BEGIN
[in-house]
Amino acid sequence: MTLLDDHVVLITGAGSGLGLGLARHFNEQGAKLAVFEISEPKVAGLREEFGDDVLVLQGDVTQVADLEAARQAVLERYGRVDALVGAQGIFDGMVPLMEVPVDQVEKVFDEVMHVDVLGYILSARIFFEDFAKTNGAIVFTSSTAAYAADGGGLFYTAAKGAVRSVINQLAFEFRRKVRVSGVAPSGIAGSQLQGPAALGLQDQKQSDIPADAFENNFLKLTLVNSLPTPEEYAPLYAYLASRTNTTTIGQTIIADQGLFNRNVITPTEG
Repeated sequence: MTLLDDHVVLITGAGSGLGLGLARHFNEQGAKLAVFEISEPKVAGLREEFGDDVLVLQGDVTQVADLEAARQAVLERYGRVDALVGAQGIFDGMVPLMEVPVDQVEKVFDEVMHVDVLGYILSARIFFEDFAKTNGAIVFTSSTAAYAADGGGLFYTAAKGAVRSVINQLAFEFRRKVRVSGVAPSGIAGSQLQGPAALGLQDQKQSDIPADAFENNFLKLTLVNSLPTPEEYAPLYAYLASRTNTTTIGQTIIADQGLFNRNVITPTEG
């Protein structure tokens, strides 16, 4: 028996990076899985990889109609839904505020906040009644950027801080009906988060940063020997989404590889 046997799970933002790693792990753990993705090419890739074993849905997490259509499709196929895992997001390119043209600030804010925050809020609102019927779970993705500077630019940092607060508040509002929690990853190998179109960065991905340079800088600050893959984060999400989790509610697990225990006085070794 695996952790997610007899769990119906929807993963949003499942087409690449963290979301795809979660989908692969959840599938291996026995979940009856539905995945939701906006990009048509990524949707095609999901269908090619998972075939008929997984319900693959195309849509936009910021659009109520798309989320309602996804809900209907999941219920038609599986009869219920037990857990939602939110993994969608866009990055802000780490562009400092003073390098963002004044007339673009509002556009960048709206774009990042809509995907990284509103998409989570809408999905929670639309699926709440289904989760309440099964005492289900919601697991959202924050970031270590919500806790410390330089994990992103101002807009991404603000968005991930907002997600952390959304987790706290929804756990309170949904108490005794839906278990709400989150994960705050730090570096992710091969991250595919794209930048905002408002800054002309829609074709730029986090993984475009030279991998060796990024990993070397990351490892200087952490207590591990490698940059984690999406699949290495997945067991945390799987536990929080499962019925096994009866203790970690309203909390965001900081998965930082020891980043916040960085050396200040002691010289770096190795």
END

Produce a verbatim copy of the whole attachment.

[in-house]
Amino acid sequence: MTLLDDHVVLITGAGSGLGLGLARHFNEQGAKLAVFEISEPKVAGLREEFGDDVLVLQGDVTQVADLEAARQAVLERYGRVDALVGAQGIFDGMVPLMEVPVDQVEKVFDEVMHVDVLGYILSARIFFEDFAKTNGAIVFTSSTAAYAADGGGLFYTAAKGAVRSVINQLAFEFRRKVRVSGVAPSGIAGSQLQGPAALGLQDQKQSDIPADAFENNFLKLTLVNSLPTPEEYAPLYAYLASRTNTTTIGQTIIADQGLFNRNVITPTEG
Repeated sequence: MTLLDDHVVLITGAGSGLGLGLARHFNEQGAKLAVFEISEPKVAGLREEFGDDVLVLQGDVTQVADLEAARQAVLERYGRVDALVGAQGIFDGMVPLMEVPVDQVEKVFDEVMHVDVLGYILSARIFFEDFAKTNGAIVFTSSTAAYAADGGGLFYTAAKGAVRSVINQLAFEFRRKVRVSGVAPSGIAGSQLQGPAALGLQDQKQSDIPADAFENNFLKLTLVNSLPTPEEYAPLYAYLASRTNTTTIGQTIIADQGLFNRNVITPTEG
């Protein structure tokens, strides 16, 4: 028996990076899985990889109609839904505020906040009644950027801080009906988060940063020997989404590889 046997799970933002790693792990753990993705090419890739074993849905997490259509499709196929895992997001390119043209600030804010925050809020609102019927779970993705500077630019940092607060508040509002929690990853190998179109960065991905340079800088600050893959984060999400989790509610697990225990006085070794 695996952790997610007899769990119906929807993963949003499942087409690449963290979301795809979660989908692969959840599938291996026995979940009856539905995945939701906006990009048509990524949707095609999901269908090619998972075939008929997984319900693959195309849509936009910021659009109520798309989320309602996804809900209907999941219920038609599986009869219920037990857990939602939110993994969608866009990055802000780490562009400092003073390098963002004044007339673009509002556009960048709206774009990042809509995907990284509103998409989570809408999905929670639309699926709440289904989760309440099964005492289900919601697991959202924050970031270590919500806790410390330089994990992103101002807009991404603000968005991930907002997600952390959304987790706290929804756990309170949904108490005794839906278990709400989150994960705050730090570096992710091969991250595919794209930048905002408002800054002309829609074709730029986090993984475009030279991998060796990024990993070397990351490892200087952490207590591990490698940059984690999406699949290495997945067991945390799987536990929080499962019925096994009866203790970690309203909390965001900081998965930082020891980043916040960085050396200040002691010289770096190795």